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Preparation for the Logic Seminar

The doctoral program in philosophy at the University of Texasincludes a seminar in logic, PHL 389, to be taken in the springsemester of the first year.  This seminar is intended to be a secondcourse in symbolic logic: that is, students are expected to havemastered first-order logic with identity by the beginning of the springof their first year. If you have taken an introductory course insymbolic logic at your undergraduate institution in the not-very-remotepast, that should suffice.  However, in order to ensure that everyoneis adequately prepared, we have put together some suggested texts andpractice problems.

In addition, we intend to ask each entering student to take adiagnostic test in logic, to help both the student and the GraduateAdviser to have a good idea about the amount of further preparation, ifany, that may be needed to meet the expectations of Phl 389. Thisdiagnostic test will closely resemble the practice problems on the linkbelow.

Phl 389 will also make use of two tools with which you may not yetbe familiar: basic set theory and mathematical induction.  Competencein these areas is not, strictly speaking, a prerequisite for theseminar. However, you chances of success in 389 will be greatlyenhanced if you take some time to familiarize yourself with these inadvance. Consequently,  we list some texts below that also cover thesetopics, and both the practice problems and the diagnostic test willinclude examples of problems in elementary set theory and mathematicalinduction.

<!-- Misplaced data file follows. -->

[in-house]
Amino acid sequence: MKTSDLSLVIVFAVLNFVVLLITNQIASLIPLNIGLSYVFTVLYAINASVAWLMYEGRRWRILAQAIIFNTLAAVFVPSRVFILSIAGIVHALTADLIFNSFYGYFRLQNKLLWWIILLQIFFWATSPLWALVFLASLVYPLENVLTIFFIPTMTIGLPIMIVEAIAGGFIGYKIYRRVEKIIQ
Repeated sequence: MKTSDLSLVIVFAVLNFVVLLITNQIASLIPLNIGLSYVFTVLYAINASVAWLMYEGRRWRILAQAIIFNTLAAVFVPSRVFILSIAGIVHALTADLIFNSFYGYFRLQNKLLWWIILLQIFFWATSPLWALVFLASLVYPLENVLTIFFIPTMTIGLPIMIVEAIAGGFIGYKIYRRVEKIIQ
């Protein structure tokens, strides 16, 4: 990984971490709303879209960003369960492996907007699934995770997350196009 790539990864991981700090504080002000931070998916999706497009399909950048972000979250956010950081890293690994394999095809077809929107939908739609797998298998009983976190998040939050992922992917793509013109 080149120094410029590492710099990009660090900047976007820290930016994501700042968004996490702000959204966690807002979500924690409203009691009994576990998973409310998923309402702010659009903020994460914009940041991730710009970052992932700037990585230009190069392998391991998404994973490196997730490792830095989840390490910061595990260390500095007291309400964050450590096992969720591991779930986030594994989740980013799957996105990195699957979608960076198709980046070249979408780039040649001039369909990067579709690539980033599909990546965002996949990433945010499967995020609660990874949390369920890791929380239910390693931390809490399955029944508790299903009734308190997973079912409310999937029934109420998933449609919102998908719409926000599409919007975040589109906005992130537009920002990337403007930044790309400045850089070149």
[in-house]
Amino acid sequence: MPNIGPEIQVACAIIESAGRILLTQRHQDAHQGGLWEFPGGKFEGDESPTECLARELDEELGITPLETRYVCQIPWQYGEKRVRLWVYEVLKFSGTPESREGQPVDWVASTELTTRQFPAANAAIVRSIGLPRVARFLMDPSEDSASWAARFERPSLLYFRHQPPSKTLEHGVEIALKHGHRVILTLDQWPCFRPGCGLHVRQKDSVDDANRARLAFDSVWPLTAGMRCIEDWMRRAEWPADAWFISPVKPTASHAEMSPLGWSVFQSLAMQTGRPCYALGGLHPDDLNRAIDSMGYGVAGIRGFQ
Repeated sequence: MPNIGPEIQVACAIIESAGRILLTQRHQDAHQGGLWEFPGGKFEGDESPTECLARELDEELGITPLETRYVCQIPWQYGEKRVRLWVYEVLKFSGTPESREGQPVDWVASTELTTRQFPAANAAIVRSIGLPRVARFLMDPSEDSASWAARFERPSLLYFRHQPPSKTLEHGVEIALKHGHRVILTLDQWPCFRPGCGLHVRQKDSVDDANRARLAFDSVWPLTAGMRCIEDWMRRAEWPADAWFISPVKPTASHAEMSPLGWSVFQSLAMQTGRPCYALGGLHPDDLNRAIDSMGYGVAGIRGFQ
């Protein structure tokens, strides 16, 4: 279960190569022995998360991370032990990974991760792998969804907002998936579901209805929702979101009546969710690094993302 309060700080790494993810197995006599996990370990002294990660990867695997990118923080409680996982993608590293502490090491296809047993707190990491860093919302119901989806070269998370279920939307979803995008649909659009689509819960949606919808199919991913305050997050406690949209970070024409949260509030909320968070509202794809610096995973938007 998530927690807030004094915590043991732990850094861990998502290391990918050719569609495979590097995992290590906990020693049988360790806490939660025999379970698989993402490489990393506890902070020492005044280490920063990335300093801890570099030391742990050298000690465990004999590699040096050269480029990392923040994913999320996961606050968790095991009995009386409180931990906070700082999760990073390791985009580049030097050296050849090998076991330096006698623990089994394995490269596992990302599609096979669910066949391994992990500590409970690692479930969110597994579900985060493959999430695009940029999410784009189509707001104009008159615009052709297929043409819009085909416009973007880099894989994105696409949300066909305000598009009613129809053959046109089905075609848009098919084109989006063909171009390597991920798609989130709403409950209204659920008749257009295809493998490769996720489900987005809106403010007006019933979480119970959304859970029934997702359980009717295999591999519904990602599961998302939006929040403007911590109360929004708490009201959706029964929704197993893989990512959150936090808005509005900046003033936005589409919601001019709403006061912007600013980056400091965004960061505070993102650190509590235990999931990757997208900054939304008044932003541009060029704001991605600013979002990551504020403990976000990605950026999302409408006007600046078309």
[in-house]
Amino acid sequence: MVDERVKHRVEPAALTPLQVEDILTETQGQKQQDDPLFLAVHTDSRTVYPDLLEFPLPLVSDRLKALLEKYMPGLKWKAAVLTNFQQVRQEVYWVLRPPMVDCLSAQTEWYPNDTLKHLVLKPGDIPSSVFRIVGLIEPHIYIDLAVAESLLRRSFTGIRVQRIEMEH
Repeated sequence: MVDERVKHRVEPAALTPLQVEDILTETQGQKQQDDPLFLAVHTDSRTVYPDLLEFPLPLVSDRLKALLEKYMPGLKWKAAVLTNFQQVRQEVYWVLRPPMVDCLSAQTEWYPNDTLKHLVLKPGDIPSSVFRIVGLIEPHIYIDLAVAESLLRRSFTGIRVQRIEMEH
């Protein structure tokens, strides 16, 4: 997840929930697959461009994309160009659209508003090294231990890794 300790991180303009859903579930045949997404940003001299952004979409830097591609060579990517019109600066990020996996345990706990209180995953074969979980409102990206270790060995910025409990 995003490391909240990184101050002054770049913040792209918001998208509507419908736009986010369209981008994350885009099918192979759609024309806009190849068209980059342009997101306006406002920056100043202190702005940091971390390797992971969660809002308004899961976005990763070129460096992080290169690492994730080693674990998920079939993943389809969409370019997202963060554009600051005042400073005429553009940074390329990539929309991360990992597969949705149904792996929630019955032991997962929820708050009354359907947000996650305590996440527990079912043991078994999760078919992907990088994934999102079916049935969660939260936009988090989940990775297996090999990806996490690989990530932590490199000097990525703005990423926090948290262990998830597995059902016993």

Recommended Texts:

Texts Covering First-Order Logic Only:

  • Begmann, Moore and Nelson, The Logic Book, chapters 1 through 10.
  • Bonevac, Deduction, chapters 1 through  8.
  • Copi, Symbolic Logic, chapters 1-5.
  • DeHaven, The Logic Course, through chapter 10.
  • Kahane, Logic and Philosophy, chapters 2-8.
  • Kalish, Montague and Mar, Logic: Techniques of Formal Reasoning, Chapters I -V.
  • Lemmon, Beginning Logic, through chapter 4.
  • Mates, Elementary Logic, through chapter 7.
  • Quine, Methods of Logic, through chapter 8.
  • Suppes, Introduction to Logic, through chapter 5.

Comprehensive Texts (including first-order logic, set theory and mathematical induction):

  • John Barwise and Jon Etchemendy, Language, Proof and Logic (through ch. 16) (CSLI, 2002).
  • Robert Causey, Logic, Sets and Recursion (Jones and Bartlett, Boston, 1994).
  • Nicholas Asher, Daniel Bonevac & Robert Koons, Logic, Sets and Functions (Kendall/Hunt, Dubuque, Iowa, 1999).

Introduction to Set Theory:

  • Herbert Enderton, Elements of Set Theory (Academic Press, 1977), chapters 1, 2, and 4.
  • E. J. Lemmon, Beginning Logic, Appendix B.

Mathematical Induction:

  • Herbert Enderton, A Mathematical Introduction to Logic (Harcourt, 2000), chapters 0 and 1.
  • Peter J. Eccles, An Introduction to Mathematical Reasoning: Numbers, Sets and Functions (Cambridge University Press, 1997), chapters 1-6.
  • Ethan Bloch, Proofs and Fundamentals (Birkhauser Boston, 2000 ), chapters 1-3, and 6.
  • The introductory chapter from Munkress  Topology, Herstein's Basic Algebra, and Devlin's The Joy of Sets.

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